NAPT celebrates 30 years of supporting access to proton therapy

National Association for Proton Therapy celebrates 30 years supporting access to proton therapy

By

The National Association for Proton Therapy (NAPT) announced it will host its annual National Proton Conference through a virtual experience. The online event, which will take place on July 24, 2020, is a celebration of the organization’s 30-year anniversary of supporting access to proton therapy, one of the world’s most advanced cancer treatments.

NEW PLANS, SAME MISSION

The NAPT was planning to host the 2020 National Proton Conference in Nashville earlier this year, with keynote speaker Scott Hamilton, an Olympic Gold Medalist and U.S. and World Figure Skating Champion. However, the group was forced to shift their efforts to offer an interactive live virtual conference due to the COVID-19 pandemic.

“We knew in early March that it would not be safe for our attendees to travel and gather in person at our National Proton Conference,” says Jennifer Maggiore, NAPT Executive Director. “Just as it is vital for cancer care to continue in this pandemic, we felt it was important to support patients by ensuring education about advanced treatments continues for the proton therapy community.”

As part of its mission, NAPT supports increased awareness and access to proton therapy by providing education and bringing leaders in the field together. This is especially important now, with the travel concerns brought on by COVID-19, as many cancer patients who need proton therapy do not have access to it in their region.

In response to the global crisis, Maggiore says the NAPT quickly re-worked the logistics of its conference so the proton therapy community would not miss an opportunity to learn about the latest advancements in the field of Proton Beam Therapy (PBT). There has been significant research published recently supporting the benefits of PBT. The NAPT says the need to educate the community on that research in a timely manner validates their decision to move forward with a virtual conference.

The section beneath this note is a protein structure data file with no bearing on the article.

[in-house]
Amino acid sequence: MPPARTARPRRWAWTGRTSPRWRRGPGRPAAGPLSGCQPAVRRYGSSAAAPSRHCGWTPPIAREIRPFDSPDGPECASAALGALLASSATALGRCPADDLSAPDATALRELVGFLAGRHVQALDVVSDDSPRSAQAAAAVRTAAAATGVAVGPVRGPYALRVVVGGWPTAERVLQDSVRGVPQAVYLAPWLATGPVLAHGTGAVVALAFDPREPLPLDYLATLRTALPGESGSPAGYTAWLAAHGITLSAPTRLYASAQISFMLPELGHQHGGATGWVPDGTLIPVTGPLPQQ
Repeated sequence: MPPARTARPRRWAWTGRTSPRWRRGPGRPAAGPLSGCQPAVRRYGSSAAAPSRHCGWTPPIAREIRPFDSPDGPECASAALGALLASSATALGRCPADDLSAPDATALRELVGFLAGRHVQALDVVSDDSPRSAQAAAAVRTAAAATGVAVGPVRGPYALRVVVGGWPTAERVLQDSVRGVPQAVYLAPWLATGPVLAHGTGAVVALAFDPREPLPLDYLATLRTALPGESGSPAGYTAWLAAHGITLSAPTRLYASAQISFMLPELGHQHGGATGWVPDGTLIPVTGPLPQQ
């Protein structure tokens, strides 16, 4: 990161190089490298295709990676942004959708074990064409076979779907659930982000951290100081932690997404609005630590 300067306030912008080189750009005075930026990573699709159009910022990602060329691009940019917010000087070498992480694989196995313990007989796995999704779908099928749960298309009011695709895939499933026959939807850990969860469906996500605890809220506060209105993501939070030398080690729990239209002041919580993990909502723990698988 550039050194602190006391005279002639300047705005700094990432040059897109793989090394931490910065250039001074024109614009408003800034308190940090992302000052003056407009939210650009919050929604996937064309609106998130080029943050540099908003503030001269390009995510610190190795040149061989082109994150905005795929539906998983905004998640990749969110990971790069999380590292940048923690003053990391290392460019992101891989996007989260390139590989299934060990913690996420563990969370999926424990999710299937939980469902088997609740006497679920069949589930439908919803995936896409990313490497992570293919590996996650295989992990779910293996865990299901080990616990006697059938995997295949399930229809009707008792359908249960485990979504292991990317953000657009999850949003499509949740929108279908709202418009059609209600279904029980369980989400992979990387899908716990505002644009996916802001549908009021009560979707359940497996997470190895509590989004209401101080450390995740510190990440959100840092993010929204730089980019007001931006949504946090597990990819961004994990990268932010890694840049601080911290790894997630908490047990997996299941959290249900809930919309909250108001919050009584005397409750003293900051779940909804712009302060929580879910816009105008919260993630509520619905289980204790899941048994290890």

WHAT TO EXPECT AT THE 2020 NAPT CONFERENCE

The original conference planned a special reception in Nashville to celebrate 30 years as the “Voice of the Proton Community.” Now, the online conference will feature a virtual Happy Hour with a nod to Nashville’s “Music City” fame.

“For the virtual conference, we are supporting the community of musicians who are unable to perform during the pandemic by hiring Nicole Zuraitas to provide live music at our virtual Happy Hour,” explains Maggiore. “We will toast to our 30-year anniversary at the end of the conference. This will be a great opportunity to engage with our proton therapy community in a safe environment.”

The conference will still include a speech from Hamilton, says Nancy Howard, 2020 Conference Chair and Vice President of Marketing at Provision CARES Proton Therapy. “We are honored that Scott Hamilton will kick off the conference with a welcome to conference attendees,” Howard remarks. “He is a cancer survivor and a true advocate for cancer patients and proton therapy.”

In addition to these festivities, the program agenda includes presentations from leaders and experts in proton therapy from Penn Medicine, Johns Hopkins Proton Center, Mayo Clinic and other leading cancer programs. These speakers will share their insight on relevant research and issues affecting cancer patients.

“During this pandemic, we have witnessed the decline in access to cancer care and major barriers for patients seeking preventative and curative treatment for cancer,” adds Maggiore. “It is more important than ever to strengthen our collaboration through shared knowledge to advocate and promote cancer care, research and access to the most advanced and innovative technologies available for cancer patients.”

MORE ABOUT NAPT

The NAPT began as the Proton Therapy Consortium in 1990. It is an independent nonprofit organization founded with the goal of educating and increasing awareness about the clinical benefits of proton therapy. Currently, its members include 37 of the nation’s leading cancer centers, some of which are comprehensive cancer centers as designated by the National Cancer Institute, as well as members of the National Comprehensive Cancer Network.

“NAPT evolved beyond my wildest dreams,” says Len Artz, one of the organization’s founding members. “It continues to make a profound difference in patients’ health and wellbeing. It stands on the shoulders of many proton community leaders over the years. It continues to grow as an organization and expand its outreach that makes me very proud.”

The NAPT states is mission is to work collaboratively to raise public awareness of the clinical benefits of proton therapy, ensure patients’ choice and access to affordable proton therapy, and encourage cooperative research and innovation to advance the appropriate and cost-effective utilization of proton therapy.